See also: Pierce



From Middle English perce, from Old French percier, from its conjugated forms such as (jeo) pierce (I pierce), probably from Late Latin *pertūsiō, from Latin pertūsus, past participle of pertundō (thrust or bore through), from per- (through) + tundō (beat, pound).



pierce (third-person singular simple present pierces, present participle piercing, simple past and past participle pierced)

  1. (transitive) to puncture; to break through
    The diver pierced the surface of the water with scarcely a splash.
    to pierce the enemy's line; a shot pierced the ship
    • (Can we date this quote by Dryden and provide title, author's full name, and other details?)
      I pierce [] her tender side.
  2. (transitive) to create a hole in the skin for the purpose of inserting jewelry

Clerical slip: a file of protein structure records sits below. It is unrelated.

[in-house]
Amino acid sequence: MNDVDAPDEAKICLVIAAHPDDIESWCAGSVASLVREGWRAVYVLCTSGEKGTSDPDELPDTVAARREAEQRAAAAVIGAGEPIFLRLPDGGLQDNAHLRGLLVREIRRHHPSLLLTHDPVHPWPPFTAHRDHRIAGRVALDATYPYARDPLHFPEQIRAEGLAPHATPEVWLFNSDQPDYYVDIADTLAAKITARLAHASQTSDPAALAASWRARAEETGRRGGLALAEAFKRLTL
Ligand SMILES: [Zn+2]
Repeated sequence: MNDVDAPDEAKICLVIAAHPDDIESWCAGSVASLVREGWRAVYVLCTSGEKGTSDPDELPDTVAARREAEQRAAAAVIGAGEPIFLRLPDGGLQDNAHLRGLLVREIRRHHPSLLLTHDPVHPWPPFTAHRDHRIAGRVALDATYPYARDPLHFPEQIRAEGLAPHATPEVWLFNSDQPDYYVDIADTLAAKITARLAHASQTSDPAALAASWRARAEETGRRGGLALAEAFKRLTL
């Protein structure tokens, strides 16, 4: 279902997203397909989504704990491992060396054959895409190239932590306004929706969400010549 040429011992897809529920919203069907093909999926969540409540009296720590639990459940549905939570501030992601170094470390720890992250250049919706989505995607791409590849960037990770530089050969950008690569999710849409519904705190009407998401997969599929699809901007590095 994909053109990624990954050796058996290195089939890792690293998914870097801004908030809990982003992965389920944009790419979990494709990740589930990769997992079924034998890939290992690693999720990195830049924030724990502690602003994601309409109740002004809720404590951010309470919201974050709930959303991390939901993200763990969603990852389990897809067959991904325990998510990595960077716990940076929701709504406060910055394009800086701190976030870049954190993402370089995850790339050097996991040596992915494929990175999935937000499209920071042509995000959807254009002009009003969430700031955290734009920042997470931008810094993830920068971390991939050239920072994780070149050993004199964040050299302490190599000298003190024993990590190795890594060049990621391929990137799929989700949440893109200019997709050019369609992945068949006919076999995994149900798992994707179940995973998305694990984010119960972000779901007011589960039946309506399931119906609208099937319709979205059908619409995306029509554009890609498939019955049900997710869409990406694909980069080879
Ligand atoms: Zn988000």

Can you believe he pierced his tongue?
  3. (transitive) to break or interrupt abruptly
    A scream pierced the silence.
  4. (transitive, figuratively) To get to the heart or crux of (a matter).
    to pierce a mystery
  5. (transitive, figuratively) To penetrate; to affect deeply.

Derived termsEdit


  • Dutch: piercing
  • Japanese: ピアス


The translations below need to be checked and inserted above into the appropriate translation tables, removing any numbers. Numbers do not necessarily match those in definitions. See instructions at Wiktionary:Entry layout#Translations.